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The Therapy Sessions
Wednesday, June 16, 2004
 

DOA foolishness


I'm not a big fan of the Atkins diet. The science behind it (coverting protein to energy via ketosis) had been known for decades, so it was nothing new. It seems kind of nasty to me (though I will defend anyone's right to eat copious amounts of meat)and a little excessive.

But there is a delightful anti-government aspect to it.

The "food pyramid" was a ridiculous exercise of the Department of Agriculture, and the nutritional needs of the nation were subverted to their desire to pay off their various lobbies. Thus, grains (wheat lobby) were over-emphasized, and most notoriously, potato and corn were declared vegetables (they're starches). Good oils like olive oil and meats like fish (in which the DOA had little interest) got short-changed.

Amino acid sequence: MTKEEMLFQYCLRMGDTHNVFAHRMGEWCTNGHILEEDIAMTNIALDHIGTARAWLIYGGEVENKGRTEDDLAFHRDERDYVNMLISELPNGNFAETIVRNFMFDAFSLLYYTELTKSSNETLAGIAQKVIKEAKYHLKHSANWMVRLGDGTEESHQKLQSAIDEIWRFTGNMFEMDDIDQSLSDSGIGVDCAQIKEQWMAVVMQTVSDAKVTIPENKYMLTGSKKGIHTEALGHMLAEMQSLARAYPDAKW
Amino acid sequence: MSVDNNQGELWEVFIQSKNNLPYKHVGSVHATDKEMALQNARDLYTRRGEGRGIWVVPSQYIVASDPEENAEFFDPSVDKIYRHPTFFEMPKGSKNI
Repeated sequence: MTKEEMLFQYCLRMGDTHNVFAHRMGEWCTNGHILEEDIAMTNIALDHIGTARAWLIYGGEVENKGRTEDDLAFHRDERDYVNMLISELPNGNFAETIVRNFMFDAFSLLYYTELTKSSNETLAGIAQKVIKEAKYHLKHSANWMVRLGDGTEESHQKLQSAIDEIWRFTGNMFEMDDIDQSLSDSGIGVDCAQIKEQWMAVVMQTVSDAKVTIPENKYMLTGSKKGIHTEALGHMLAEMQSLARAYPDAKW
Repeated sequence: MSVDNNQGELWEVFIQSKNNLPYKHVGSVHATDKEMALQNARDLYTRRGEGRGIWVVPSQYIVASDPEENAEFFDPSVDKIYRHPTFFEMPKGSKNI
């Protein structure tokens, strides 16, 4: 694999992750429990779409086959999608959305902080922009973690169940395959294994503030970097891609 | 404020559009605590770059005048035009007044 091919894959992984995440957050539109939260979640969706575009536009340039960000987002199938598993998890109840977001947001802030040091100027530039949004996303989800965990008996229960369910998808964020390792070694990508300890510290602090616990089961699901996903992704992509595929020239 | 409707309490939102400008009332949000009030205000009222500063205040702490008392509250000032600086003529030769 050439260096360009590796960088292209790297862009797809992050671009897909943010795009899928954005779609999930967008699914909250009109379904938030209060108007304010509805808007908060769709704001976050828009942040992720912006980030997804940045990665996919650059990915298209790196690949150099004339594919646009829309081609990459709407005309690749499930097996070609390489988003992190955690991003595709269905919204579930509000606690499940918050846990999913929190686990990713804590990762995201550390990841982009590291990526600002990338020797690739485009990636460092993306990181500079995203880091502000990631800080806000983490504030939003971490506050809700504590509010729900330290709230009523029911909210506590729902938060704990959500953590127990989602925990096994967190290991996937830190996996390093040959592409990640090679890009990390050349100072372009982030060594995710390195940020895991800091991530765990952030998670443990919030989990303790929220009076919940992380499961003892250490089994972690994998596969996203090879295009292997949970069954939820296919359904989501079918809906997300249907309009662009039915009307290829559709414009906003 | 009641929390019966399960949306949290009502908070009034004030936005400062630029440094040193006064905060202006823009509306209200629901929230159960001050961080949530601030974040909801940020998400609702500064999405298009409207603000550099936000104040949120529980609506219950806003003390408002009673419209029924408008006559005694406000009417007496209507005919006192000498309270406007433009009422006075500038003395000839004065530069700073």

The funny aspect was that people tried the Atkins, defying government advice. They were doing everything wrong, according to the pyramid.

But they were right: they lost weight and lowered their cholesterol.

The idea got out: government doesn't know what its talking about.

The DOA still hasn't learned: USDA gives batter-coated fries a fresh category:
Batter-coated french fries are a fresh vegetable, according to the Agriculture Department, which has a federal judge's ruling to back it up.

Sure, they cover themselves, but it still shows the DOA for what it is: a tangle of bureaucratic foolishness with decadent dollop of corruption.


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